Year of Award


Document Type

Professional Paper

Degree Type

Master of Arts (MA)

Other Degree Name/Area of Focus


Department or School/College

School of Journalism

Committee Chair

Dennis Swibold

Commitee Members

Nadia White, David Shively


exempt wells, municipal water, water rights


University of Montana


With fewer than a million people, Montana is one of the last states to tackle some problems that accompany population growth. One such problem is access to water. Water users file with the state for rights to use water, both above and below ground. Users with older rights have a higher priority to receive water during droughts. This is the foundation of Montana water law. Water rights experts believe all the water has been claimed in many if not all the river basins in the state. The state is evaluating all water rights to see if this is true. In the meantime, the Legislature has identified basins where they believe all the water is claimed. These basins are closed so no more rights may be issued. People continue to move into closed basins, increasing water demand. Past city leaders usually acquired water rights to large quantities of water, more than the town needed at the time. As neighborhoods were added, towns had the water to serve them. With the recent rapid growth in Montana, some towns have no excess water left. Those in closed basins can claim no additional water from the state. Their only option is to buy existing rights. Buying rights is not a simple process. Along with having to meet rigid criteria, rights have to be available. Those few that are available can get expensive, sometimes too expensive for towns to afford. If a town cannot get rights to more water, people can still move into the area. They will live in sprawling subdivisions where each house has its own well. Montana has an exemption where owners of small wells don’t need rights to use the water. Slowly, people are realizing that these exempt wells take the water on which water rights owners depend. Seniority loses its power when well owners don’t have to play by the rules. So, many are suggesting that the well exemption be modified or eliminated. It’s an uphill battle in the Montana Legislature.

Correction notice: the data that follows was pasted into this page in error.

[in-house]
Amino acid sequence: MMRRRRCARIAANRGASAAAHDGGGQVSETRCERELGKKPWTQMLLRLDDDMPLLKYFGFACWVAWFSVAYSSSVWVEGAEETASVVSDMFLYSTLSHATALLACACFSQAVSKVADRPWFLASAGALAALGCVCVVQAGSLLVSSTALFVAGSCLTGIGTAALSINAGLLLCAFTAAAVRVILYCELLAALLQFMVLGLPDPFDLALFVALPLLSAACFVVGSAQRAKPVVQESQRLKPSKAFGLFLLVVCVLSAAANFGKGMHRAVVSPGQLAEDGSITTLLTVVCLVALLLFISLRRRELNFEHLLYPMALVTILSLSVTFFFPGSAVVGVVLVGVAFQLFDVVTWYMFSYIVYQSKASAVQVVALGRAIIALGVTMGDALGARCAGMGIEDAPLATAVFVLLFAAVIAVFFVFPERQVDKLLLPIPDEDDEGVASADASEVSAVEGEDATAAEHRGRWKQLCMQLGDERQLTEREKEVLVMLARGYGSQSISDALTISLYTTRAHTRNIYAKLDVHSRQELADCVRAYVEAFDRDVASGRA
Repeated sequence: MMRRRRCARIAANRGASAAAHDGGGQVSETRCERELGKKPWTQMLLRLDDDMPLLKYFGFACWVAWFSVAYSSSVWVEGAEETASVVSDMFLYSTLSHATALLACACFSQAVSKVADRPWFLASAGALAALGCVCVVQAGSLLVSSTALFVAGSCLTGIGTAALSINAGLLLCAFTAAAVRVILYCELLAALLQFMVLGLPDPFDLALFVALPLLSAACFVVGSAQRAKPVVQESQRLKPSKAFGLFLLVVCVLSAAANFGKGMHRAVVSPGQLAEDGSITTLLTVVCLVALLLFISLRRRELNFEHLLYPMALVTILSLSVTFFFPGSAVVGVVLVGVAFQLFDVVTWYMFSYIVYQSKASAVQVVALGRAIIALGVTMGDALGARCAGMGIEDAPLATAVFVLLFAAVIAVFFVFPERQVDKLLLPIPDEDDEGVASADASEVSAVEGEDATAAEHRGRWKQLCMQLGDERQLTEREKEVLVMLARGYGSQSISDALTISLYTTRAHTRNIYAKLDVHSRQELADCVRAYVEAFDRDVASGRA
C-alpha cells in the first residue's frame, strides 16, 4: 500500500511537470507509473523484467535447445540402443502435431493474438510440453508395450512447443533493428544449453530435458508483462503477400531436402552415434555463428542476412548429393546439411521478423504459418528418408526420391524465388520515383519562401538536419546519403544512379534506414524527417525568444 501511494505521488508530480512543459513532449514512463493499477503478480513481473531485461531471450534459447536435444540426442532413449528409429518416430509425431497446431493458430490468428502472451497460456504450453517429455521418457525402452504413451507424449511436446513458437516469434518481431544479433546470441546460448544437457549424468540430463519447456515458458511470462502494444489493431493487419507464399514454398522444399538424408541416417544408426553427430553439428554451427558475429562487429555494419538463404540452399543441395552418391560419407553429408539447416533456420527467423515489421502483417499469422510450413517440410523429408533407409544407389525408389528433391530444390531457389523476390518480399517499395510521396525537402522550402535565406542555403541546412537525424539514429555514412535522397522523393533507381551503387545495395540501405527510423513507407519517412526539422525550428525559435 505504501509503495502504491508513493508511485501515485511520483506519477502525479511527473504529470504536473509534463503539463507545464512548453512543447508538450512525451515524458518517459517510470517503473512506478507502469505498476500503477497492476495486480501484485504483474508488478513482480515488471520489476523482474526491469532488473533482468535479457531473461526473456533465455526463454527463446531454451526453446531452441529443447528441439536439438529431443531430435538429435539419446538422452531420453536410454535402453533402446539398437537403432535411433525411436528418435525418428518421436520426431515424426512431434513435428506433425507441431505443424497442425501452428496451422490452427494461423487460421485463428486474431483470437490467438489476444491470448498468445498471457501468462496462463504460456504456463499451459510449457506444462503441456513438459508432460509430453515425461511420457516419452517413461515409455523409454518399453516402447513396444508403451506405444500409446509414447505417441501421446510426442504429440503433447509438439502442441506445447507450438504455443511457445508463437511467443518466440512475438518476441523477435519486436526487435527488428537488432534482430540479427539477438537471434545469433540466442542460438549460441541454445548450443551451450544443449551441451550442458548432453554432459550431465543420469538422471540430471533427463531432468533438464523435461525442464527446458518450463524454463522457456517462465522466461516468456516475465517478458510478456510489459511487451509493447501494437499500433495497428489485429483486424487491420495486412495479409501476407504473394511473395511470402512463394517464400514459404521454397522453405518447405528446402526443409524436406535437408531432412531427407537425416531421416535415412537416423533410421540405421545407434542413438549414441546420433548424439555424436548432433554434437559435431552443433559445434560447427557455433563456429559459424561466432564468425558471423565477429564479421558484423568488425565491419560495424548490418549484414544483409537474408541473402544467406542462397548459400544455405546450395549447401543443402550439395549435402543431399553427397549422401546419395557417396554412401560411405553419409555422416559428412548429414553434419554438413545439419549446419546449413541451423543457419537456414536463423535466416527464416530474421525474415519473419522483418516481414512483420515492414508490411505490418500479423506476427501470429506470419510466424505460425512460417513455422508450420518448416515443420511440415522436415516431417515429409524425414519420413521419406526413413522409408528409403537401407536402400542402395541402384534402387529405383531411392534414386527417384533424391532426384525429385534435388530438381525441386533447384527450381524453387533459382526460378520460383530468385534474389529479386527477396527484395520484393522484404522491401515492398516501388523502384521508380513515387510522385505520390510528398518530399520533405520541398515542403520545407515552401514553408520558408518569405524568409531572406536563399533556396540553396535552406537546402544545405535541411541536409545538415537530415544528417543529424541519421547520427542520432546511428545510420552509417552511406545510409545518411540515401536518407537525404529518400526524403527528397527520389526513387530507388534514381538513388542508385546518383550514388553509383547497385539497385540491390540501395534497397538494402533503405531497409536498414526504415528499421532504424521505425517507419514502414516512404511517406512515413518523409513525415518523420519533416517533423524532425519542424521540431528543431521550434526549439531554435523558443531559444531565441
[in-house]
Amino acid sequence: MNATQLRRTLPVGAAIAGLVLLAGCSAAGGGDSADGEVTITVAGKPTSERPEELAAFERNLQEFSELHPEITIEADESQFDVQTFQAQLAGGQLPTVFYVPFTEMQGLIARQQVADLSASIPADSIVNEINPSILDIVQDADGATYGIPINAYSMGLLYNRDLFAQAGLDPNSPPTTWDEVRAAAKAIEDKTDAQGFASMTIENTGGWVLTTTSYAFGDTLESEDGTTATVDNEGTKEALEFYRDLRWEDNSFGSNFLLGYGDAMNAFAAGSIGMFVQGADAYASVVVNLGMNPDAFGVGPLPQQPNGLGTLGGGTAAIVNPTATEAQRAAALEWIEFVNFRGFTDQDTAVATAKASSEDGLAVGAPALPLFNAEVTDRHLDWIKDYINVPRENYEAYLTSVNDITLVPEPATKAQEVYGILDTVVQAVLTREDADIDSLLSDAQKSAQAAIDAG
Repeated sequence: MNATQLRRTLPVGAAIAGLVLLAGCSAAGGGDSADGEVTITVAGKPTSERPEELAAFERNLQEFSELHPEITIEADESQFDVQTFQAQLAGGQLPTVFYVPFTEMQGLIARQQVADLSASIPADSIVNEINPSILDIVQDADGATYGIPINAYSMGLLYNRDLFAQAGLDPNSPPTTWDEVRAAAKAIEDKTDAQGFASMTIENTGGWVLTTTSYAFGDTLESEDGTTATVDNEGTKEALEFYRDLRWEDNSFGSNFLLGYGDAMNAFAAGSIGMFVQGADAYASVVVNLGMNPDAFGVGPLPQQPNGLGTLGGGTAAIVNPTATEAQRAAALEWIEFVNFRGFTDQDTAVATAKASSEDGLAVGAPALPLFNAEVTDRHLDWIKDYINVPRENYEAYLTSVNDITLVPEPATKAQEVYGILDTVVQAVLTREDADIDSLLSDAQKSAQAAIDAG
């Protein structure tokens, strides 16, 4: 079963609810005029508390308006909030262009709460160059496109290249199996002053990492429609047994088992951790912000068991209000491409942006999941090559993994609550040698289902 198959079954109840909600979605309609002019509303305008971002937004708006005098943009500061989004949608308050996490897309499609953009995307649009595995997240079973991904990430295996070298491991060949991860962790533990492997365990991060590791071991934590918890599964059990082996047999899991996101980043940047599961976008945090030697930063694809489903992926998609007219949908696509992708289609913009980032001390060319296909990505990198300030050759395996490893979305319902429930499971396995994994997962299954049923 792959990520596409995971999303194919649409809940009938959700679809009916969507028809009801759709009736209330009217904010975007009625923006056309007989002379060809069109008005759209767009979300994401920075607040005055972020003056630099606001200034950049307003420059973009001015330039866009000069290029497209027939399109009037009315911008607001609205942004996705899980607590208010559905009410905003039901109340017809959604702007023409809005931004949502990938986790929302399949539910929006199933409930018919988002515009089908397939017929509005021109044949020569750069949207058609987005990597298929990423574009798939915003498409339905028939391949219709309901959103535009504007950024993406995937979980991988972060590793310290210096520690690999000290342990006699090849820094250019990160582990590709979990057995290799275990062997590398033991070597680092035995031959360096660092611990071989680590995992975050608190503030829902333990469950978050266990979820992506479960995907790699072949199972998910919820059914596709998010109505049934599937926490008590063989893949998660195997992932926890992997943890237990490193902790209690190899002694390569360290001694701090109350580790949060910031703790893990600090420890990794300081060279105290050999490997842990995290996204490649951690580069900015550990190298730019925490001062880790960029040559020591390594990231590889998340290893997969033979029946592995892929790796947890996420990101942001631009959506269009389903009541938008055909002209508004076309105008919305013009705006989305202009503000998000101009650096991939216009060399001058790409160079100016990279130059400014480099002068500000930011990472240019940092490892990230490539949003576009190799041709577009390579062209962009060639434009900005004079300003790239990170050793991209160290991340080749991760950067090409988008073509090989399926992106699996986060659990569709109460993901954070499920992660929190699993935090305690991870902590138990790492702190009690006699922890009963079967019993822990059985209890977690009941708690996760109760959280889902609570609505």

© Copyright 2010 Laura L. Lundquist